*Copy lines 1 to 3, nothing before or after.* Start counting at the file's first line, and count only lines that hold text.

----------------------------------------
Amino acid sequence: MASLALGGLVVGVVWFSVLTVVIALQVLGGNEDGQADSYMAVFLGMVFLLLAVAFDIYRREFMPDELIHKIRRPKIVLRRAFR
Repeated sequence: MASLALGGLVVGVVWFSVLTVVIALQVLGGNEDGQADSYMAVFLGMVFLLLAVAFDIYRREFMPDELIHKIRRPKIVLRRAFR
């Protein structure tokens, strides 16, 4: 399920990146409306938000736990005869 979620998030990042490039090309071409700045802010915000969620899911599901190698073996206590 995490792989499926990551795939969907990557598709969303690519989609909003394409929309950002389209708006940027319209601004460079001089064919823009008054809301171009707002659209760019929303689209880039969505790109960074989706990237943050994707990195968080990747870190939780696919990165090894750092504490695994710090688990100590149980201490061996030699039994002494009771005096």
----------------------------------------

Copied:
Amino acid sequence: MASLALGGLVVGVVWFSVLTVVIALQVLGGNEDGQADSYMAVFLGMVFLLLAVAFDIYRREFMPDELIHKIRRPKIVLRRAFR
Repeated sequence: MASLALGGLVVGVVWFSVLTVVIALQVLGGNEDGQADSYMAVFLGMVFLLLAVAFDIYRREFMPDELIHKIRRPKIVLRRAFR
């Protein structure tokens, strides 16, 4: 399920990146409306938000736990005869 979620998030990042490039090309071409700045802010915000969620899911599901190698073996206590 995490792989499926990551795939969907990557598709969303690519989609909003394409929309950002389209708006940027319209601004460079001089064919823009008054809301171009707002659209760019929303689209880039969505790109960074989706990237943050994707990195968080990747870190939780696919990165090894750092504490695994710090688990100590149980201490061996030699039994002494009771005096």